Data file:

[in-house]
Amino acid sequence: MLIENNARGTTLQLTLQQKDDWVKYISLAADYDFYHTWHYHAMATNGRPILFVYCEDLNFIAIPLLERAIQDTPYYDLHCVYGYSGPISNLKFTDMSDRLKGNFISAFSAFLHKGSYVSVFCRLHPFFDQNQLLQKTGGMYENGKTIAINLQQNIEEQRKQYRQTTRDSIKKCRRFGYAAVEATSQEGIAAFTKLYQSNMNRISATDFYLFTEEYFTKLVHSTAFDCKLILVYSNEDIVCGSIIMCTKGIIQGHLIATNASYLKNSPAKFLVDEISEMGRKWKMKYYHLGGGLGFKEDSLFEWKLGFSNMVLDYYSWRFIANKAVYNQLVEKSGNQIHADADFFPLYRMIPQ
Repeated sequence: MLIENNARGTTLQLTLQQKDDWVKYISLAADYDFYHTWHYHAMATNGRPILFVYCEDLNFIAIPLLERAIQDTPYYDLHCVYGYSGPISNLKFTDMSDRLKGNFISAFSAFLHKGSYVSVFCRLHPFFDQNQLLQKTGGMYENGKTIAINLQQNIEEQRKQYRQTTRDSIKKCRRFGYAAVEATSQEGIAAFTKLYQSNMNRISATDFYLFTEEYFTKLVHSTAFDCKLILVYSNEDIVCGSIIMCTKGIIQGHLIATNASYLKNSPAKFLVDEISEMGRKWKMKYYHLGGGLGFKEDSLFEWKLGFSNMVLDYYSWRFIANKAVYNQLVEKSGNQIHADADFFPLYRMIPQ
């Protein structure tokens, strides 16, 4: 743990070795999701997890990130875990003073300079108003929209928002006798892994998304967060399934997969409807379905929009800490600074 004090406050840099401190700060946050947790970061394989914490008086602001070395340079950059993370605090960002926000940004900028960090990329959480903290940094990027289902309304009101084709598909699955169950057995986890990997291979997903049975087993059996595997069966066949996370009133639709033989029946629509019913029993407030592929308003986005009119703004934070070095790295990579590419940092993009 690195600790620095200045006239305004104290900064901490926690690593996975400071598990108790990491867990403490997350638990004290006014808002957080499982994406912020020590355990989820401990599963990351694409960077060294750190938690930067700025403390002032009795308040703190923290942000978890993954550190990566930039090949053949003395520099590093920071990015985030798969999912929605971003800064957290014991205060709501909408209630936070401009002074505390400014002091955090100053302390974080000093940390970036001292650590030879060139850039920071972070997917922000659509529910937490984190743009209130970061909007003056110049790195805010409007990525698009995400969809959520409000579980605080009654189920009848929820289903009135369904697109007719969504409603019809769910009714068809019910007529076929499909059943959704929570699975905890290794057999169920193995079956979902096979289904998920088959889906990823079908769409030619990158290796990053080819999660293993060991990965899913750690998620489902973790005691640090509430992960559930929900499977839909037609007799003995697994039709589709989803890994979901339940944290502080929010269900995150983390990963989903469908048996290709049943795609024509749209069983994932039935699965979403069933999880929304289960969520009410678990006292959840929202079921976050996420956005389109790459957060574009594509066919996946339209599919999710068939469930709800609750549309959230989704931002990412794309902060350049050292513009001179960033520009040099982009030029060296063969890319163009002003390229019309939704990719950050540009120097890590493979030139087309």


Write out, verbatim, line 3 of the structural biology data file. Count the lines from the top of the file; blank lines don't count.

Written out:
Repeated sequence: MLIENNARGTTLQLTLQQKDDWVKYISLAADYDFYHTWHYHAMATNGRPILFVYCEDLNFIAIPLLERAIQDTPYYDLHCVYGYSGPISNLKFTDMSDRLKGNFISAFSAFLHKGSYVSVFCRLHPFFDQNQLLQKTGGMYENGKTIAINLQQNIEEQRKQYRQTTRDSIKKCRRFGYAAVEATSQEGIAAFTKLYQSNMNRISATDFYLFTEEYFTKLVHSTAFDCKLILVYSNEDIVCGSIIMCTKGIIQGHLIATNASYLKNSPAKFLVDEISEMGRKWKMKYYHLGGGLGFKEDSLFEWKLGFSNMVLDYYSWRFIANKAVYNQLVEKSGNQIHADADFFPLYRMIPQ